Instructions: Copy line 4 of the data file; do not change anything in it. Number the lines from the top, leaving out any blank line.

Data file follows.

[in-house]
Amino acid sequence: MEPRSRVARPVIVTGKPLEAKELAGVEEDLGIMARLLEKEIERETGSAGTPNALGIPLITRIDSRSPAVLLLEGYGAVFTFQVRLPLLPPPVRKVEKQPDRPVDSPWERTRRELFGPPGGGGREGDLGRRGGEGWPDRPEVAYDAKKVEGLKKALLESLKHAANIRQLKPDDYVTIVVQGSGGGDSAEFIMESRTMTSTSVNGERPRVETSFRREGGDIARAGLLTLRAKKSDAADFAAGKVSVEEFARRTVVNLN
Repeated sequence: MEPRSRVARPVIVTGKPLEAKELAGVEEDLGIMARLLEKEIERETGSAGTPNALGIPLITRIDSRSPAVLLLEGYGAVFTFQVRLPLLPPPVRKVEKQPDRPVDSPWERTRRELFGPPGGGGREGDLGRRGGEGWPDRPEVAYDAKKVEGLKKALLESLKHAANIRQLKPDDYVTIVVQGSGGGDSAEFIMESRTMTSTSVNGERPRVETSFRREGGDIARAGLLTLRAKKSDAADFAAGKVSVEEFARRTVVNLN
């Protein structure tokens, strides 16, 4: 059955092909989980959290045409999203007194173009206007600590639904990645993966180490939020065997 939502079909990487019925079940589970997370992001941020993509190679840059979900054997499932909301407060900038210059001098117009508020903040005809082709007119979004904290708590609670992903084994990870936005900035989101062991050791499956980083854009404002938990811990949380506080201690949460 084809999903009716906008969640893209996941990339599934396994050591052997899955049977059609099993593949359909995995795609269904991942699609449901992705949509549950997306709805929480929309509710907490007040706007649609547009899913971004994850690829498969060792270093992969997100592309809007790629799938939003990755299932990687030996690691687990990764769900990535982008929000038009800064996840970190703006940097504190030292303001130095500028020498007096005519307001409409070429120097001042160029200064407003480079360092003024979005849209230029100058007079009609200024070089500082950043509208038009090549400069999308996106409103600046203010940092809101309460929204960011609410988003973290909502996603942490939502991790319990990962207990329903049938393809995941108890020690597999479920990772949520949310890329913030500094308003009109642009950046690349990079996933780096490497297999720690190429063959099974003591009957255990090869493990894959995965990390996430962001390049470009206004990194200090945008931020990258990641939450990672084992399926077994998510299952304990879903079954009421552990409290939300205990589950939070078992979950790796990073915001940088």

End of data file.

């Protein structure tokens, strides 16, 4: 059955092909989980959290045409999203007194173009206007600590639904990645993966180490939020065997 939502079909990487019925079940589970997370992001941020993509190679840059979900054997499932909301407060900038210059001098117009508020903040005809082709007119979004904290708590609670992903084994990870936005900035989101062991050791499956980083854009404002938990811990949380506080201690949460 084809999903009716906008969640893209996941990339599934396994050591052997899955049977059609099993593949359909995995795609269904991942699609449901992705949509549950997306709805929480929309509710907490007040706007649609547009899913971004994850690829498969060792270093992969997100592309809007790629799938939003990755299932990687030996690691687990990764769900990535982008929000038009800064996840970190703006940097504190030292303001130095500028020498007096005519307001409409070429120097001042160029200064407003480079360092003024979005849209230029100058007079009609200024070089500082950043509208038009090549400069999308996106409103600046203010940092809101309460929204960011609410988003973290909502996603942490939502991790319990990962207990329903049938393809995941108890020690597999479920990772949520949310890329913030500094308003009109642009950046690349990079996933780096490497297999720690190429063959099974003591009957255990090869493990894959995965990390996430962001390049470009206004990194200090945008931020990258990641939450990672084992399926077994998510299952304990879903079954009421552990409290939300205990589950939070078992979950790796990073915001940088």